The Loop is the central business district of Chicago and it is one of the city’s 77 officially designated community areas. It is bounded by the Chicago River on the west and north, Lake Michigan on the east and Roosevelt Road to the south.
It is believed “The Loop” terminology originated from the cable car turning loops in the downtown area and especially those of two lines that shared a loop bounded by Madison, Wabash, State and Lake. Other research has concluded that “The Loop” was not used as a proper noun until after the 1895–97 construction of the Union elevated railway loop.
The Loop architecture has been dominated by high rises since early in its history. Notable buildings include the Home Insurance Building (considered the first skyscraper and demolished in 1931), the Chicago Board of Trade Building (a National Historic Landmark) and Willis Tower (the tallest in the United States). Chicago’s street numbering system which divides addresses into north, south, east and west quadrants, originates in the Loop at the intersection of State Street and Madison Street.
As previously mentioned, the Loop is where seven of the eight CTA train lines converge. The Loop is bounded by the Pink, Orange, Green, Brown and Purple elevated train lines and cut across underground by the Red and Blue train lines. A multitude of buses run throughout the Loop and can take you from one side to the other of the Loop or all the way north through Lincoln Park and into Evanston, west or south in the City of Chicago. Parking is difficult but taxis are plentiful at any hour of the day.
Chicago Public Schools serves residents of the Chicago Loop through various different zones of the school system. To find out which school your child would be elegible for, please check Chicago Public Schools.
Many higher educational institutions are located in the Loop and include National-Louis University, School of the Art Institute of Chicago, Harold Washington College is a City Colleges of Chicago community college, Adler School of Professional Psychology, Argosy University, Harrington College of Design, Trinity Christian College, Spertus Institute and Meadville Lombard Theological School.
The Loop is home to some of the best shopping in Chicago along State Street. It includes Chicago’s former Marshall Field’s department store location in the Marshall Field and Company Building (now Macy’s), the original Sullivan Center Carson Pirie Scott store location (now Target) and Sears on State.
If you are in the mood from some cultural enlightenment, visit the Art Institute of Chicago, Chicago Symphony Orchestra, Lyric Opera of Chicago, Joffrey Ballet or find out more about Chicago at Chicago Cultural Center and Harold Washington Library.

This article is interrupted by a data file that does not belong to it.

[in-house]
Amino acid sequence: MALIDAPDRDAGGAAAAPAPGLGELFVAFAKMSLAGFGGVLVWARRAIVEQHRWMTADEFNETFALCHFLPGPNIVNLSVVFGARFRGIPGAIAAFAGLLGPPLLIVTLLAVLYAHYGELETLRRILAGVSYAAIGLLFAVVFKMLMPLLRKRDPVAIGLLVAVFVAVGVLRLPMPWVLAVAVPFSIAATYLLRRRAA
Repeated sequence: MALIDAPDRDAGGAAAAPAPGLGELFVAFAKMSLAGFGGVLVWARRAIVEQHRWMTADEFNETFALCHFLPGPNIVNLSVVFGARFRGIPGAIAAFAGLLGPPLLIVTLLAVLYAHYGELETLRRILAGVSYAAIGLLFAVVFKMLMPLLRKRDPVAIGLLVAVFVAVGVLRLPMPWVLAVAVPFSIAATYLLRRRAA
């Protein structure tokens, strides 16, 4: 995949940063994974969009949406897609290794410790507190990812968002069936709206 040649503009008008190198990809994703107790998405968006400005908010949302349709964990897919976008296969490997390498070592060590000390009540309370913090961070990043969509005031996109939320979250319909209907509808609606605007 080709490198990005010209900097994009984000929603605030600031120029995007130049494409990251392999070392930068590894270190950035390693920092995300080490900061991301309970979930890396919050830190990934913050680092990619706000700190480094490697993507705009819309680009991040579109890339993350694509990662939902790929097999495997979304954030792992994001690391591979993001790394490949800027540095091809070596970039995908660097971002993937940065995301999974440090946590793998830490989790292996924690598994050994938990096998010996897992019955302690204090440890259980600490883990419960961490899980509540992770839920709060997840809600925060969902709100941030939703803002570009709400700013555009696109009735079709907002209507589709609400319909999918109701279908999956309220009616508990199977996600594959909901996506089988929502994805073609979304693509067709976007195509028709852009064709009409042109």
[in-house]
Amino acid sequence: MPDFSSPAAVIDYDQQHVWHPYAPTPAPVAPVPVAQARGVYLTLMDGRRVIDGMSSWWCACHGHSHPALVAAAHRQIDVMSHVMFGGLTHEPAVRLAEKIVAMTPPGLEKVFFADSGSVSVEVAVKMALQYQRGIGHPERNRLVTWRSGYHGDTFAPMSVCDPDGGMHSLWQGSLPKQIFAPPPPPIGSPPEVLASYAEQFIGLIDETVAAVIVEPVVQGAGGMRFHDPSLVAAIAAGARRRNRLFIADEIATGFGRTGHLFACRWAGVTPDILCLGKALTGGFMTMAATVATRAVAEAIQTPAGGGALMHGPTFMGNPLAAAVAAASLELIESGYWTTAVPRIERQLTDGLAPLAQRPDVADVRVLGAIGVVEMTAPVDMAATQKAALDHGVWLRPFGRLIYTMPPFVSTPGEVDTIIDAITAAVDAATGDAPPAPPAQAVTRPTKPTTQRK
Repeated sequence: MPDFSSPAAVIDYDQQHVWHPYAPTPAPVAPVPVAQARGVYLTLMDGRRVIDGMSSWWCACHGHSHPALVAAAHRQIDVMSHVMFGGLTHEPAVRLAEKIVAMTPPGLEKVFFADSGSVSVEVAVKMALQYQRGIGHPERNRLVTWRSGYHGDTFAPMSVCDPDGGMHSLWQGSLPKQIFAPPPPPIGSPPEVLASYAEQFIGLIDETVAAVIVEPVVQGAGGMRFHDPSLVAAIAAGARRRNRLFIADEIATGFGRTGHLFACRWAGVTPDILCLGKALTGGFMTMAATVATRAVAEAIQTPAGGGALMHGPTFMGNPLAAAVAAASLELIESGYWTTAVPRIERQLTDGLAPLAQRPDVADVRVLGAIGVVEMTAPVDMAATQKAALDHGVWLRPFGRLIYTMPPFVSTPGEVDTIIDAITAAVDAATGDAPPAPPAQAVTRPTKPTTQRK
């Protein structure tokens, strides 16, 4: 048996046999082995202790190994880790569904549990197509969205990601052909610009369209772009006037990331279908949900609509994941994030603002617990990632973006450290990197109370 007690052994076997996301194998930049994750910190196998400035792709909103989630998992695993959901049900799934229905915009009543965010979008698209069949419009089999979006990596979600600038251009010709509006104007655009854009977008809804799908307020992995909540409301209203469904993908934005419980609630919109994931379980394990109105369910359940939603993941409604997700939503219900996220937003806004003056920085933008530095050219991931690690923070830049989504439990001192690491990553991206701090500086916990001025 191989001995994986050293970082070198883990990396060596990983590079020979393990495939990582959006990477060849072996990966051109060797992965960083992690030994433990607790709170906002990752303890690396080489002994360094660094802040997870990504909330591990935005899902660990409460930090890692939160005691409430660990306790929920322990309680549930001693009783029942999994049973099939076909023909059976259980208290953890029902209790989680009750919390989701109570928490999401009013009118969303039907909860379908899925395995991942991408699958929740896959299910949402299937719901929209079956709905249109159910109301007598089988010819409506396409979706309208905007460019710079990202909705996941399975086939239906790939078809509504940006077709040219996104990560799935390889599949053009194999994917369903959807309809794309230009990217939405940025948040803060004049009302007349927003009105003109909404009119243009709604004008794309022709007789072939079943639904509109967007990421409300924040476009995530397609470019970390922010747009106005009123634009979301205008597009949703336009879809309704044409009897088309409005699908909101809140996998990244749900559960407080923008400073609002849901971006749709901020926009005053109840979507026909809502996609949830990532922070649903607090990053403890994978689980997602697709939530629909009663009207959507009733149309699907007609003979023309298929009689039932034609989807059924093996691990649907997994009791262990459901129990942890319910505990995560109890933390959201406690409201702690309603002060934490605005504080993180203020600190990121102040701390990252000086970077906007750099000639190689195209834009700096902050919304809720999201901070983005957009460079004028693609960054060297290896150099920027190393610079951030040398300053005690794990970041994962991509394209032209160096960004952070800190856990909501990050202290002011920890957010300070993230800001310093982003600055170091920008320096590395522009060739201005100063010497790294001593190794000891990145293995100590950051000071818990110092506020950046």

Check out a play or musical at any one of the fabulous theaters that are part of the Theater District including Cadillac Palace Theatre, Ford Center for the Performing Arts/Oriental Theatre, Goodman Theatre, Bank of America Theater and the Chicago Theatre, whose glittering marquee is one of the city’s most recognizable icons.
The Chicago River, which delineates the area, also provides entertainment and recreational opportunities including the annual dyeing of the river green in honor of St. Patrick’s Day. Trips down the Chicago River including architectural tours by commercial boat operators are great favorites with both locals and tourists.
Chicago’s lakefront, which is almost exclusively recreational park area from north to south, features Grant Park in this downtown area. Grant Park is the home of Buckingham Fountain, the Petrillo Bandshell, the Grant Park Symphony (where free concerts can be enjoyed throughout the summer), and Chicago’s annual food festival, Taste of Chicago. A recent addition to Grant Park is the architecturally forward Millennium Park, which opened in the summer of 2004, featuring a Frank Gehry’s Jay Pritzker Pavilion, Jaume Plensa’s Crown Fountain and Anish Kapoor’s Cloud Gate sculpture and spanning what were formerly open railyards on the city’s lakefront.
The Loop contains a wealth of outdoor sculpture, including works by Pablo Picasso, Joan Miró, Henry Moore, Marc Chagall, Alexander Calder, and Jean Dubuffet.
In the mood to celebrate? Check out Chicago Bluesfest (June), Taste of Chicago (July), Chicago Air & Water Show (August), Lallapalooza (August), Chicago Jazz Festival (August), Berghoff’s Oktoberfest (September), Chicago Marathon start/finish line (October) and Christkindlmarket Chicago (November/December) to mention a few.
In what is now the Loop Community Area, on the southern banks of the Chicago River, near today’s Michigan Avenue Bridge, the U.S. Army erected Fort Dearborn in 1803. It was the first settlement in the area sponsored by the United States.